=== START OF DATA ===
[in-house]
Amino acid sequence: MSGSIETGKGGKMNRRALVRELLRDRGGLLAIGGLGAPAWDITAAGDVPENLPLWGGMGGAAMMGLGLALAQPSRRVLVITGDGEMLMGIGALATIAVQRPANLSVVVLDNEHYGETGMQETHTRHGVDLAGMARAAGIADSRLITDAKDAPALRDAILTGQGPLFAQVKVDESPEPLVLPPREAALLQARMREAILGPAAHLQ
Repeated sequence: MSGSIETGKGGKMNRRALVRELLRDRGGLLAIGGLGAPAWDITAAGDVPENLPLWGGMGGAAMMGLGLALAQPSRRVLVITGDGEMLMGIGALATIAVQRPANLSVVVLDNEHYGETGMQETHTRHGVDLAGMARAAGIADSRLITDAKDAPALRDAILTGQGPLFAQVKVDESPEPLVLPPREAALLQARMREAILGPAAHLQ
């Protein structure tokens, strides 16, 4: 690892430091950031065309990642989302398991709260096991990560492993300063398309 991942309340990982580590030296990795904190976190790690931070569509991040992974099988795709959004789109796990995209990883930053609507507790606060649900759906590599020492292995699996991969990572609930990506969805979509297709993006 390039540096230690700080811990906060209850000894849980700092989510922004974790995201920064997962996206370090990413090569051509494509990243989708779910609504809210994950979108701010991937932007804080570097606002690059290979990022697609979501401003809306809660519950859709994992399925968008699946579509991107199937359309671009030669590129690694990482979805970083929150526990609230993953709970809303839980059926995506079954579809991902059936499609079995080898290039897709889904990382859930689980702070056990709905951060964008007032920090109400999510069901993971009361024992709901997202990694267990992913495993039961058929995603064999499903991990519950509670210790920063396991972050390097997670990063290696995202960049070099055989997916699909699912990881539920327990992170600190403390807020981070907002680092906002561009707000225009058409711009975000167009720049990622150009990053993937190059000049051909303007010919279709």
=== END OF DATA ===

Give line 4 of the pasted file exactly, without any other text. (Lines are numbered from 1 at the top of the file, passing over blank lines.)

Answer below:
């Protein structure tokens, strides 16, 4: 690892430091950031065309990642989302398991709260096991990560492993300063398309 991942309340990982580590030296990795904190976190790690931070569509991040992974099988795709959004789109796990995209990883930053609507507790606060649900759906590599020492292995699996991969990572609930990506969805979509297709993006 390039540096230690700080811990906060209850000894849980700092989510922004974790995201920064997962996206370090990413090569051509494509990243989708779910609504809210994950979108701010991937932007804080570097606002690059290979990022697609979501401003809306809660519950859709994992399925968008699946579509991107199937359309671009030669590129690694990482979805970083929150526990609230993953709970809303839980059926995506079954579809991902059936499609079995080898290039897709889904990382859930689980702070056990709905951060964008007032920090109400999510069901993971009361024992709901997202990694267990992913495993039961058929995603064999499903991990519950509670210790920063396991972050390097997670990063290696995202960049070099055989997916699909699912990881539920327990992170600190403390807020981070907002680092906002561009707000225009058409711009975000167009720049990622150009990053993937190059000049051909303007010919279709």